László Moholy-Nagy retrospective a long-overdue celebration

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László Moholy-Nagy. Raum der Gegenwart (Room of the Present), constructed 2009 from plans and other documentation dated 1930. Van Abbemuseum, Eindhoven, 2953. | © 2016 Hattula Moholy-Nagy/VG Bild-Kunst, Bonn/Artists Rights Society (ARS), New York.

The Art Institute of Chicago touts László Moholy-Nagy as “the most renowned international modern artist” ever to reside in Chicago.

It’s a heady and provocative assertion, but one that easily stands up to scrutiny, as evidenced by the more than 300 of the Hungarian-born artist’s multimedia works in an immersive, in-depth retrospective that runs through Jan. 3 at the museum.

‘Moholy-Nagy: Future Present’ Through Jan. 3 Art Institute of Chicago, 111 S. Michigan Free with regular museum admission Info: artic.edu

Although Moholy-Nagy might not have the popular appeal of some of the artists who receive showcases of this scale, this show, subtitled “Future Present,” emphatically reasserts his place as one of 20th century art’s prime innovators and thinkers.

Other exhibitions in recent decades have tended to focus on one facet or another of his output, which encompassed painting, drawing, sculpture, design and film, but this one ably captures the breadth of his creations and how they interrelate.

“This is the first full retrospective in nearly 50 years in this country,” said Matthew Witkovsky, chair and curator of the Art Institute’s department of photography. “We’re really trying to give fair attention to all the areas in which he contributed.”

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Proceeding in part from his earlier work in Central European modernism, Witkovsky organized this exhibition with two curators from the Guggenheim Museum in New York and Los Angeles County Museum of Art, where it will travel subsequently. “It seemed like as natural a fit for me as for Chicago to do this show,” he said.

The far-reaching offering draws on loans from dozens of public and private collections across the world, including the artist’s estate, which is overseen by his oldest daughter, Hattula, who resides in Ann Arbor, Michigan.

Largely a self-taught artist, Maholy-Nagy (1895-1946) came to Berlin in 1920, serving first as a correspondent for the art journal, MA (Today) and then teaching in 1923-28 at the Bauhaus, a transformative school of modernist art and design.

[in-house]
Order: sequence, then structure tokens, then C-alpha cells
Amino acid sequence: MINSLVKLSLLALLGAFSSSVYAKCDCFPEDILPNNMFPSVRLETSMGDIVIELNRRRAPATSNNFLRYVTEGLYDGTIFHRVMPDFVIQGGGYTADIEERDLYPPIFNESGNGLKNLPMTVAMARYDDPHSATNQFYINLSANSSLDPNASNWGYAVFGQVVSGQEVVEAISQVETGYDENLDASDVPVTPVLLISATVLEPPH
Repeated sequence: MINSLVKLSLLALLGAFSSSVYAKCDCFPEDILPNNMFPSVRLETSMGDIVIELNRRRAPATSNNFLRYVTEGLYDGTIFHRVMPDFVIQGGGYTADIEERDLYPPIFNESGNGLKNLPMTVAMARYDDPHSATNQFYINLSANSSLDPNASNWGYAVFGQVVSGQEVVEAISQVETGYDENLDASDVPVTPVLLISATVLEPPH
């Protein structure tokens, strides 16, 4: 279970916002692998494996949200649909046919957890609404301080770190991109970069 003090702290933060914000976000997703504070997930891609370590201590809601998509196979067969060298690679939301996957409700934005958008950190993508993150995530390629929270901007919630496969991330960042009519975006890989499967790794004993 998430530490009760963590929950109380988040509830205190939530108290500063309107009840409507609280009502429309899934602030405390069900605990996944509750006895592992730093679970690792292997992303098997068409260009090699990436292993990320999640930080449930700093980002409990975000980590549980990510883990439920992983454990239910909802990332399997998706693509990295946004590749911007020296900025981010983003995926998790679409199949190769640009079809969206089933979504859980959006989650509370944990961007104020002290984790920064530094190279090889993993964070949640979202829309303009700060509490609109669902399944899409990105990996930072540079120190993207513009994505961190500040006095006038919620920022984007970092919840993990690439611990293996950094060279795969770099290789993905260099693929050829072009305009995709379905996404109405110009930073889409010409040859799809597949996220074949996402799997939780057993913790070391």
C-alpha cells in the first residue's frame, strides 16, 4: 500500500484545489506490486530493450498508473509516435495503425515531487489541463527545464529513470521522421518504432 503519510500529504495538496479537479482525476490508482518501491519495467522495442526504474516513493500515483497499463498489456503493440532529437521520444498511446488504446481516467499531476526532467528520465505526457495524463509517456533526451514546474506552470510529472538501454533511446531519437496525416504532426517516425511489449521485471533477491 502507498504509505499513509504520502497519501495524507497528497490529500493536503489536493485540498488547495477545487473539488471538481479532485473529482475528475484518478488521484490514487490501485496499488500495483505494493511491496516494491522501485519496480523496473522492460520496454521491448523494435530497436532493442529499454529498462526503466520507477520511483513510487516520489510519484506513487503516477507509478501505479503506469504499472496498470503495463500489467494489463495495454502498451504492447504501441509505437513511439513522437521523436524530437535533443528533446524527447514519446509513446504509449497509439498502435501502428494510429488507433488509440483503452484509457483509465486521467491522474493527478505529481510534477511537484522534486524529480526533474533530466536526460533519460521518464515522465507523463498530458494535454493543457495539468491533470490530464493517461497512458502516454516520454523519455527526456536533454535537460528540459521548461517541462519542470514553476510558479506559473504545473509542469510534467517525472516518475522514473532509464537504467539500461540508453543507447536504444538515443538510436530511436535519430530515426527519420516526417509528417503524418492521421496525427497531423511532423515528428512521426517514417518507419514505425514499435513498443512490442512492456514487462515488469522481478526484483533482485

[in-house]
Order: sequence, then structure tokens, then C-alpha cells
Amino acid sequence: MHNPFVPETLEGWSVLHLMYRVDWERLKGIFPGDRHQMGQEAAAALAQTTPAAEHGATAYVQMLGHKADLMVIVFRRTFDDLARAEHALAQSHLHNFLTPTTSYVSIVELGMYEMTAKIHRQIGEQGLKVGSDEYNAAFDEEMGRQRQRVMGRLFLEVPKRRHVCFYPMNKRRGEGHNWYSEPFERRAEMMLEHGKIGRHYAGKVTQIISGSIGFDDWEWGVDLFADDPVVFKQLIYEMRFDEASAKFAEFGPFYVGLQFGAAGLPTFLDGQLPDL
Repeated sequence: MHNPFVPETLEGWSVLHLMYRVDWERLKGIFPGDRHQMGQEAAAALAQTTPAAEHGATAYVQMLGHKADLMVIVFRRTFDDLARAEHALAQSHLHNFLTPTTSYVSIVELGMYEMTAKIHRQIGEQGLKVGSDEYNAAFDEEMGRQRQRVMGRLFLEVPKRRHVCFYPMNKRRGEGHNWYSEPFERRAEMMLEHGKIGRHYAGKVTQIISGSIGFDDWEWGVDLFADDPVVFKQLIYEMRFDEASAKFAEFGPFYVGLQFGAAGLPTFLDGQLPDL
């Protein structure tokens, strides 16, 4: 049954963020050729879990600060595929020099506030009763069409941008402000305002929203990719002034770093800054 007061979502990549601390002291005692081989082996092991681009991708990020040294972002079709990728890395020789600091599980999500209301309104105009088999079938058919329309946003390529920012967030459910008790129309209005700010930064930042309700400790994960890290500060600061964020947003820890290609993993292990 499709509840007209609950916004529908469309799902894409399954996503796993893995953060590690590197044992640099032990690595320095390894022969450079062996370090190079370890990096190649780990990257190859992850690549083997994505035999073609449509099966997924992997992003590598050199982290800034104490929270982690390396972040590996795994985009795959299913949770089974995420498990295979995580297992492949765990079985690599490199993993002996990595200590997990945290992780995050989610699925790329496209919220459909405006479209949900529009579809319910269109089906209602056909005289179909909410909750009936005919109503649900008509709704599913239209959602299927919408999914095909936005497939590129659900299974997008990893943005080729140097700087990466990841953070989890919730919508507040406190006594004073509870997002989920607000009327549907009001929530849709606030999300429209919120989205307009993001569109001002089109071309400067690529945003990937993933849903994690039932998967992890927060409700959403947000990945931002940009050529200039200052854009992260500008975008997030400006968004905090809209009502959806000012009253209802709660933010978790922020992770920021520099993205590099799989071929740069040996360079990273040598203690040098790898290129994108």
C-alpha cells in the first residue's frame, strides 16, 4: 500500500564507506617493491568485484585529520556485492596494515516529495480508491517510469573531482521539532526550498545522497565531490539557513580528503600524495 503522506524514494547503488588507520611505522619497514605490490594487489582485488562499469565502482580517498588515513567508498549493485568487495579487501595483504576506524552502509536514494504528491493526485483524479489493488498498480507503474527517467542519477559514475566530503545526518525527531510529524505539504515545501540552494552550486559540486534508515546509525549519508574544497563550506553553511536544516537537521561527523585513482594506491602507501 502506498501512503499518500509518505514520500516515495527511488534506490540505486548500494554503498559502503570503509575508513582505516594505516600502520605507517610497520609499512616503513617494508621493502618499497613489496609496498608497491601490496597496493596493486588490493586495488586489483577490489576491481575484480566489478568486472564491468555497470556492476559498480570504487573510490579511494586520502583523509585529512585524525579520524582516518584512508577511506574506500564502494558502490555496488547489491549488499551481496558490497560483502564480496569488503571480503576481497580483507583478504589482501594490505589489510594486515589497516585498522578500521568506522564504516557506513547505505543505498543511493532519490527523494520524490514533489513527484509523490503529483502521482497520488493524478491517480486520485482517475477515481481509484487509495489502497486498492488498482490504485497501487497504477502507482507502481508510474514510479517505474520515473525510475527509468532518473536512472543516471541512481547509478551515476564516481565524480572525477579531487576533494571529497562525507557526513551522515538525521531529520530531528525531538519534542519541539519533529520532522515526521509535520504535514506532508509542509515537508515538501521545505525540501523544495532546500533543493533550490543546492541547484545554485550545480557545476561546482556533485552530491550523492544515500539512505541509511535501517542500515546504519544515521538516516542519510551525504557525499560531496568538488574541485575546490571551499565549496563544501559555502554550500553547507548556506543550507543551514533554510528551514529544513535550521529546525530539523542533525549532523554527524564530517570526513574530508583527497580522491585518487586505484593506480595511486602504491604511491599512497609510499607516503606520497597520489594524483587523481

Among the best-known facets of his output are more than 400 photograms, a term he coined in 1925. These ghostly looking images are made by exposing objects directly on light-sensitive materials such as photographic paper without the use of a camera. Examples here range from the constructivist “Photogram” (1922), one of his earliest, to “Photogram” (1939), which Witkovsky termed a “radical mystery” because of the unknown processes involved in it.

Fleeing the Nazis, Maholy-Nagy finally settled in Chicago in 1937, where he established and led what became known informally as the Chicago Bauhaus, an institution patterned after its German forbear that later became the Institute of Design at the Illinois Institute of Technology.

László Moholy-Nagy. A 19, 1927. Hattula Moholy-Nagy, Ann Arbor, Michigan. | © 2016 Hattula Moholy-Nagy/VG Bild-Kunst, Bonn/Artists Rights Society (ARS), New York.

László Moholy-Nagy. A 19, 1927. Hattula Moholy-Nagy, Ann Arbor, Michigan. | © 2016 Hattula Moholy-Nagy/VG Bild-Kunst, Bonn/Artists Rights Society (ARS), New York.

The exhibition proceeds in a loosely chronological fashion, beginning with his earliest essays in constructivism and dadaism, such as the crisply rendered geometric abstraction on raw canvas, “Ackerfelderbild (Tilled Fields Painting)” (1920-21).

Roughly divided into two sections, with a screening room for his experimental films serving as a link between the two, the physical configuration mirrors the evolution of Moholy-Nagy’s work, which became increasingly involved with curvilinear sculpture and space. The first rooms are compact and square, while the final gallery is defined by a sweeping 240-foot curved partition – a startling sight in a museum where perpendicular walls are the norm.

Highlights along the way include a room devoted to 40 or so of the artist’s still surprisingly fresh photomontages, the first-ever complete display of the six extant, perspective-warping 1928-29 photos of the Berlin Radio Tower and a 2009 re-creation of his unrealized, futuristic “Room of the Present,” which he designed in 1930 for a museum in Hannover, Germany.

Along one wall in the final gallery is what Witkovsky called a “blown-up book,” a 10-foot tall, 48-foot-long vinyl panel. It employs Moholy-Nagy’s bold design aesthetic and further elucidates the artist’s ideas via quotes from his extensive writings and the words of others.

Much of the work of this ever-enthusiastic champion of the new still looks and feels amazingly contemporary, because of his transcension of any one medium, his enthusiastic embrace of new technologies and materials like Plexiglas and his pursuit of collaborative and mechanical ways of art-making.

Indeed, as the show’s catalog points out, many contemporary artists have drawn inspiration from him, especially since the advent of the Internet, which Moholy-Nagy would have relished, and the renewal of interest in abstraction in the late 1990s in both painting and photography. The list includes Olafur Eliasson, Alison Rossiter and Thomas Ruff.

Moholy-Nagy was hardly an unknown figure, but this probing exhibition shines welcome new light on him and his far-reaching accomplishments. “Are there ways left to appreciate him?” Witkovsky said, “Things left to say and learn? I found that are in spades.”

Kyle MacMillan is a local freelance writer.

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